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The Effect of Constitutional Provisions on Education Policy and Outcomes
Education services in the United States are determined predominantly by non-market institutions, the rules of which are defined by state constitutions. This paper empirically examines the effect of changes in constitutional provisions on education outcomes in the United States. To show causal effects, we exploit discontinuities in the procedure for adopting constitutional amendments to compare outcomes when an amendment passed with those when an amendment failed. Our results show that adoption of an amendment results in higher per-pupil expenditure, higher teacher salaries, smaller class ...
Growing Up without Finance
Early-life exposure to local financial institutions increases household financial inclusion and leads to long-term improvements in consumer credit outcomes. We identify the effect of local financial markets using congressional legislation that led to large and unintended differences in financial market development across Native American reservations. Individuals who grow up on financially underdeveloped reservations enter formal credit markets later than individuals from financially developed reservations and have persistently worse consumer credit outcomes (10 point lower credit scores and a ...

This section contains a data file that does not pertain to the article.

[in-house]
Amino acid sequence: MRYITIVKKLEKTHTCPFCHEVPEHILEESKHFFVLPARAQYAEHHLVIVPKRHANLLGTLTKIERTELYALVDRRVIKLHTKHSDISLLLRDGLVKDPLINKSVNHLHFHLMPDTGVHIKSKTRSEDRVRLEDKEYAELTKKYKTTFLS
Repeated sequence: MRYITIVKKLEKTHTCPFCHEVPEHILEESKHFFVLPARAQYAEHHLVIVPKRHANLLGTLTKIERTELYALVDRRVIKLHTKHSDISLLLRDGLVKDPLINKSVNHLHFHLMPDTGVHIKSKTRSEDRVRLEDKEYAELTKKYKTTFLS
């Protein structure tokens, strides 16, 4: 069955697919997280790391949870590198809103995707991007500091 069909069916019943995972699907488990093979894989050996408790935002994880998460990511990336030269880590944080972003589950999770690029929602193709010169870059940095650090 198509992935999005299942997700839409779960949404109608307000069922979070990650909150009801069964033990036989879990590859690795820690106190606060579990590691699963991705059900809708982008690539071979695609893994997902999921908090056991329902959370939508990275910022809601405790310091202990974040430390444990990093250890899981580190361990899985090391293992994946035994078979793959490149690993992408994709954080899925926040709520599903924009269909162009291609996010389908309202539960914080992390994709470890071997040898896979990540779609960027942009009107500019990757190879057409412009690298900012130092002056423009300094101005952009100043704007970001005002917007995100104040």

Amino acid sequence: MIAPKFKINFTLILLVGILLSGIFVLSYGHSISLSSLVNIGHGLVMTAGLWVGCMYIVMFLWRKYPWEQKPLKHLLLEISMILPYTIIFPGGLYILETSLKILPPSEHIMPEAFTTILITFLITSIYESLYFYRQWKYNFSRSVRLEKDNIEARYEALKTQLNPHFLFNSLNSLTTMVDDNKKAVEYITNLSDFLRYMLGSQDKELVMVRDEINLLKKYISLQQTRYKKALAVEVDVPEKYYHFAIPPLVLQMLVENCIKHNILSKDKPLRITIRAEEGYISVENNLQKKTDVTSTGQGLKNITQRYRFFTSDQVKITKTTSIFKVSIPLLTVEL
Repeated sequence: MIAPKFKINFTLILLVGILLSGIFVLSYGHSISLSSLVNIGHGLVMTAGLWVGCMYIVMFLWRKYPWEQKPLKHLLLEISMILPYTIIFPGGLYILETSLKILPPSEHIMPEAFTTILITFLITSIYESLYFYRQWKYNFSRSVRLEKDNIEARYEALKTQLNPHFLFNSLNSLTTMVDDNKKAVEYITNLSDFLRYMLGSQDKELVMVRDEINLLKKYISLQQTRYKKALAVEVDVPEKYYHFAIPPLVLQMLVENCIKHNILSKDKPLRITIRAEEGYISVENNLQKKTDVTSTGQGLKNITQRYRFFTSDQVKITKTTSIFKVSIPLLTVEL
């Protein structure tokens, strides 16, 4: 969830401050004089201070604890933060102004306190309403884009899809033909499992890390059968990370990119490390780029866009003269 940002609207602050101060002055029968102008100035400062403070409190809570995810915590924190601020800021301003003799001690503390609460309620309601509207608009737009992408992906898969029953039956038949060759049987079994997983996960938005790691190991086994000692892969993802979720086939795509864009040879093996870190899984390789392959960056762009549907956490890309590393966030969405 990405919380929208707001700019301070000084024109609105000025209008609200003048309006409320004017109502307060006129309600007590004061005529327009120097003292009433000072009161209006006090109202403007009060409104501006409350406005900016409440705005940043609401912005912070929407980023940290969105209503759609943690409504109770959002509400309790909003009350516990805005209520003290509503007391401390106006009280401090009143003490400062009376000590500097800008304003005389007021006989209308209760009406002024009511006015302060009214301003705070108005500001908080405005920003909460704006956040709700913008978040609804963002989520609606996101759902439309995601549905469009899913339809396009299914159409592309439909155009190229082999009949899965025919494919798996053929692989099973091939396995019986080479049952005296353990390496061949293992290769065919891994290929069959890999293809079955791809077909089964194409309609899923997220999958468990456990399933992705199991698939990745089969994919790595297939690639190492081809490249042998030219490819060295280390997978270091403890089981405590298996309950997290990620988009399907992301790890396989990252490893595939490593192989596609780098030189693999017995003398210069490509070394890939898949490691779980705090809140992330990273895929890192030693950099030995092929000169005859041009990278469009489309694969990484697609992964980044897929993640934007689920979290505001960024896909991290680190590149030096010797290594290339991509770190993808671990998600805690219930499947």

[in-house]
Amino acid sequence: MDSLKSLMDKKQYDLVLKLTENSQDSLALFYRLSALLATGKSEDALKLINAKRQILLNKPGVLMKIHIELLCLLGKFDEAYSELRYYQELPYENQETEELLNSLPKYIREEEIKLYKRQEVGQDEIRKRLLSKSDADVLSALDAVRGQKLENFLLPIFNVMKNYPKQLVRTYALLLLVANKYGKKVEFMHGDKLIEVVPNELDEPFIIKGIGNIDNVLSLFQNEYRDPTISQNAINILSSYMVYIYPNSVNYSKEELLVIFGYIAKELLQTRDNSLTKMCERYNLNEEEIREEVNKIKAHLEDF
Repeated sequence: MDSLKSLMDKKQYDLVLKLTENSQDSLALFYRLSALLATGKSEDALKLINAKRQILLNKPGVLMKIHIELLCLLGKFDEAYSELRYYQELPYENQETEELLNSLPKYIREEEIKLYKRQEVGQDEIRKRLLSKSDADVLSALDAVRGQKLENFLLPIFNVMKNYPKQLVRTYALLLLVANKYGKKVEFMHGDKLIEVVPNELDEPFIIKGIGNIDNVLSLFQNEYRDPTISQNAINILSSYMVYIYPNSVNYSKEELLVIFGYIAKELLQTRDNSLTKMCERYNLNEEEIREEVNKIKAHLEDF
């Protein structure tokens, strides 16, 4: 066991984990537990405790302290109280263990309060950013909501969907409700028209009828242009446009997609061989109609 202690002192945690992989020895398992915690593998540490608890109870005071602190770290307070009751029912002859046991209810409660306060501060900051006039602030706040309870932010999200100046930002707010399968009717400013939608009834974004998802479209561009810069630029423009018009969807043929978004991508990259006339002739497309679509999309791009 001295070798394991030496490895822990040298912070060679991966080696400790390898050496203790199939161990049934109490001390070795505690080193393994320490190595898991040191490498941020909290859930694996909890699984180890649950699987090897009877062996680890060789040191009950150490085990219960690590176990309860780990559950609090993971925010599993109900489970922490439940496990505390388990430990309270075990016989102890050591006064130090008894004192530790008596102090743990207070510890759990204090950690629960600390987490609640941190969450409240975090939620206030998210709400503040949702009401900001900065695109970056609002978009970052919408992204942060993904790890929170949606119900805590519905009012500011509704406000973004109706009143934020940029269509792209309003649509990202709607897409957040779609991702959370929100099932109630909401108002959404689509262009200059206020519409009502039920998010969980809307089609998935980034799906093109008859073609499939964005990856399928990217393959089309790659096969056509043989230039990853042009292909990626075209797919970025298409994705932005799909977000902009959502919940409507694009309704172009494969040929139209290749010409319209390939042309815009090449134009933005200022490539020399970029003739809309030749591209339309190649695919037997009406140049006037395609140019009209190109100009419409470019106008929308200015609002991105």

How Do Voters Respond to Welfare vis-à-vis Public Good Programs? An Empirical Test for Clientelism
This paper examines allocation of benefits under local government programs in West Bengal, India to isolate patterns consistent with political clientelism. Using household survey data, we find that voters respond positively to private welfare benefits but not to local public good programs, while reporting having benefited from both. Consistent with the voting patterns, shocks to electoral competition induced by exogenous redistricting of villages resulted in upper-tier governments manipulating allocations across local governments only for welfare programs. Through the lens of a hierarchical ...
Clientelistic Politics and Pro-Poor Targeting: Rules versus Discretionary Budgets
Past research has provided evidence of clientelistic politics in delivery of program benefits by local governments (gram panchayats (GPs)), and manipulation of GP program budgets by legislators and elected officials at upper tiers in West Bengal, India. Using household panel survey data spanning 1998-2008, we examine the consequences of clientelism for distributive equity. We find that targeting of anti-poverty programs was progressive both within and across GPs, and is explained by greater 'vote responsiveness' of poor households to receipt of welfare benefits. Across-GP allocations were ...